Recent Examples on the Web: Verb

Several younger grizzlies, along with some black bears and a cinnamon, were chained off to the side. Gary Kamiya, SFChronicle.com, "The original Grizzly Adams kept his bears on a chain in SF," 7 July 2018 Battlefield 1 introduced the next biggest change to the series with Grand Operations, which chained a series of maps and matches together, giving players a sense of progress and making each match feel more meaningful. T.c. Sottek, The Verge, "After 16 years of war, Battlefield V is a turning point," 29 June 2018 No other ethnic group is chained to a single political ideology. Jason Whitlock, WSJ, "Kanye Had One of the Best Tweets of All Time," 7 May 2018 Since 2000, the CPI has increased by 45.7 percent; the chained CPI by 39.7 percent. Julie Heath, Cincinnati.com, "Region's Economy: The hidden tax increase in the new tax bill," 1 Mar. 2018 Although François and the others were not tortured as earlier victims had been, they were chained together, not given enough food or water and kept in darkened rooms and cellars for 10 of their 10 and a half months’ captivity. Janine Di Giovanni, Newsweek, "In Syria, Reporters Are Targets for Kidnapping," 29 Apr. 2014 Investigators testified that the couple chained their children to beds and deprived them of food. Washington Post, "Couple to face trial on child abuse charges," 22 June 2018 His music videos painted a vivid portrait of street life in Mexico in all of its gritty detail: chained dogs and flashing knives, drug paraphernalia and boasts of violence. Eli Rosenberg, Washington Post, "Mexican YouTube rapper melted bodies of slain film students in acid for cartel, officials say," 27 Apr. 2018 The Turpin children ate just once a day, were beaten, choked and chained to furniture and their beds with no access to a bathroom for months at a time, police said. Corky Siemaszko, NBC News, "California torture house: Teen who escaped overcame tremendous odds," 19 Jan. 2018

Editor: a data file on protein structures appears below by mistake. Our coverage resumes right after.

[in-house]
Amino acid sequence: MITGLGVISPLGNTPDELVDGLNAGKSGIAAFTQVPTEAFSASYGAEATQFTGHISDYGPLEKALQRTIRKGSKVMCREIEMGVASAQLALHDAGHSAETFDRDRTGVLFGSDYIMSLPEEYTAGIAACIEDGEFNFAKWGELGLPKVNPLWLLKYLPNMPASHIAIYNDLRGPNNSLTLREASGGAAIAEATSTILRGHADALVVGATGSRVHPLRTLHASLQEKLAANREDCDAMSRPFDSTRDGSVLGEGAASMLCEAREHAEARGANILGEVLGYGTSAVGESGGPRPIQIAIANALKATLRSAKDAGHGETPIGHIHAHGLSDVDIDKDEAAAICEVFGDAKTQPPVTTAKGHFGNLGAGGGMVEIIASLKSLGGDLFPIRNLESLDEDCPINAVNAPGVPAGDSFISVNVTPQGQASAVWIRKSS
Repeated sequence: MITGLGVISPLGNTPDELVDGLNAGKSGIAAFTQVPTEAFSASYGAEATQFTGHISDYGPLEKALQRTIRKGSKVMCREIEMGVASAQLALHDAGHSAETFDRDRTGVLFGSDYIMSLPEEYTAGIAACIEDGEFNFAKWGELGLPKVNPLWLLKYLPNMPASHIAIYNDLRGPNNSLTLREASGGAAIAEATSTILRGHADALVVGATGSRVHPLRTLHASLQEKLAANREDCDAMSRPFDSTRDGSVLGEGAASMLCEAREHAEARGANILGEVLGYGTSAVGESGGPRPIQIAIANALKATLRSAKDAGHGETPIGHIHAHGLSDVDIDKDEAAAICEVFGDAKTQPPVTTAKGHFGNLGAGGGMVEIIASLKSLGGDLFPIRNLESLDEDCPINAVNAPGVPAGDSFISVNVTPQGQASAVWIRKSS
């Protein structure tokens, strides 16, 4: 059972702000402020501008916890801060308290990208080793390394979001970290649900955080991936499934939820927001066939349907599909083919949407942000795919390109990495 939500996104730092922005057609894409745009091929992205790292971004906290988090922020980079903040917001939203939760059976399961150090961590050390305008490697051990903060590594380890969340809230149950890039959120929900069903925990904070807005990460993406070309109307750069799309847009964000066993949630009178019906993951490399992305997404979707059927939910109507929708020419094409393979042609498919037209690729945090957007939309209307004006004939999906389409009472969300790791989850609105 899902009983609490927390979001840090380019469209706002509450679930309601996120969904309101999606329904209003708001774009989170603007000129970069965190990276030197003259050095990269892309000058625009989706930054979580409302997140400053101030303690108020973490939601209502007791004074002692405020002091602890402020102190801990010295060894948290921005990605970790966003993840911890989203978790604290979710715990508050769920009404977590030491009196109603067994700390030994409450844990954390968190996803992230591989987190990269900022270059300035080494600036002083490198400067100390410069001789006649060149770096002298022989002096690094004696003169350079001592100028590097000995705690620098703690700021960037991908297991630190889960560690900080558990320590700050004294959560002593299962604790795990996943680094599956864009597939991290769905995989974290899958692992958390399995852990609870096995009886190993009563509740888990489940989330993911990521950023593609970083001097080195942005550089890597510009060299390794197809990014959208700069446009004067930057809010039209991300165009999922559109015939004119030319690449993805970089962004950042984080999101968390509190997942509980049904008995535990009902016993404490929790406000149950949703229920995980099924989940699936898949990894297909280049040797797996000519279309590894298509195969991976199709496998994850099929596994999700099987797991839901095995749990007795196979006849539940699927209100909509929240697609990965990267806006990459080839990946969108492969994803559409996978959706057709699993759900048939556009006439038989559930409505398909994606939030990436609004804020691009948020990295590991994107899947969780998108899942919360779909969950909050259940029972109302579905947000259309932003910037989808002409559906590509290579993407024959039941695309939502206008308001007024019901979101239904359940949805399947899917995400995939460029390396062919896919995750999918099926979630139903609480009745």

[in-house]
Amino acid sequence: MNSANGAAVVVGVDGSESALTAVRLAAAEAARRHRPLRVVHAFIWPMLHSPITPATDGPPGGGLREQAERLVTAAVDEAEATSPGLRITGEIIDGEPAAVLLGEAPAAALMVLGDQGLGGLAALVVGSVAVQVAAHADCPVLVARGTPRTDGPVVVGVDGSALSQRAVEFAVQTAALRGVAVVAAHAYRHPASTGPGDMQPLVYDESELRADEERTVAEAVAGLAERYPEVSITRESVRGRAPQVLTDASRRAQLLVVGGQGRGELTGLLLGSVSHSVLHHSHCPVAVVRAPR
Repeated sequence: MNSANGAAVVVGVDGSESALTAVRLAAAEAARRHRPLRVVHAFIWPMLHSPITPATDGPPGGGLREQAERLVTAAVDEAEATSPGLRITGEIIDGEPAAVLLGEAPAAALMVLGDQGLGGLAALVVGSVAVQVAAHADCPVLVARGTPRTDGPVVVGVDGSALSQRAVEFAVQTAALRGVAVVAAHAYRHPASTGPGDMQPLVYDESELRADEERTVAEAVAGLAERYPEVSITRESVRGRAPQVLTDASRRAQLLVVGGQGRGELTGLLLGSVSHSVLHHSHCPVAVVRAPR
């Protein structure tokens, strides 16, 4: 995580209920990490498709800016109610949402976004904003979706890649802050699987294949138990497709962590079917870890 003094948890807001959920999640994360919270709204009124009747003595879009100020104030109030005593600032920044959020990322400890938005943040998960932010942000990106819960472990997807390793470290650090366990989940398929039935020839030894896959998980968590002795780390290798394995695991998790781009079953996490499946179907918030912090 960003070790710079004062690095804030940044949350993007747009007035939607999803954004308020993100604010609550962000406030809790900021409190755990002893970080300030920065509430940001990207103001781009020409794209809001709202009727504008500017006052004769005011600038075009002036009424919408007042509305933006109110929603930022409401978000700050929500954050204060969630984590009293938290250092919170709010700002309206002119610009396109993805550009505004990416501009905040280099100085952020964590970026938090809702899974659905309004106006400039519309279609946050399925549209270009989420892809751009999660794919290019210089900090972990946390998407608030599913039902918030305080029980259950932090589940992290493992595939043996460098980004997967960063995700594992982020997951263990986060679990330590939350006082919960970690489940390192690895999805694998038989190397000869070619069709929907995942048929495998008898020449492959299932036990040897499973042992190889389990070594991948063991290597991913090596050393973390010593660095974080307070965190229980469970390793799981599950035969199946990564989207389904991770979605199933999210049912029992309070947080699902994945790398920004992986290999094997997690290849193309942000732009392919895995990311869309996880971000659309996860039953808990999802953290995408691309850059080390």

These example sentences are selected automatically from various online news sources to reflect current usage of the word 'chain.' Views expressed in the examples do not represent the opinion of Merriam-Webster or its editors. Send us feedback.

See More

First Known Use of chain

Noun

14th century, in the meaning defined at sense 1a

Verb

14th century, in the meaning defined at sense 1

History and Etymology for chain

Noun

Middle English cheyne, from Anglo-French chaene, from Latin catena

Keep scrolling for more

Learn More about chain

Dictionary Entries near chain

chahi

chai

Chaima

chain

Chain

chain armor

chain banking

Statistics for chain

Last Updated

16 Sep 2018

Look-up Popularity

Time Traveler for chain

The first known use of chain was in the 14th century

See more words from the same century

Keep scrolling for more

More Definitions for chain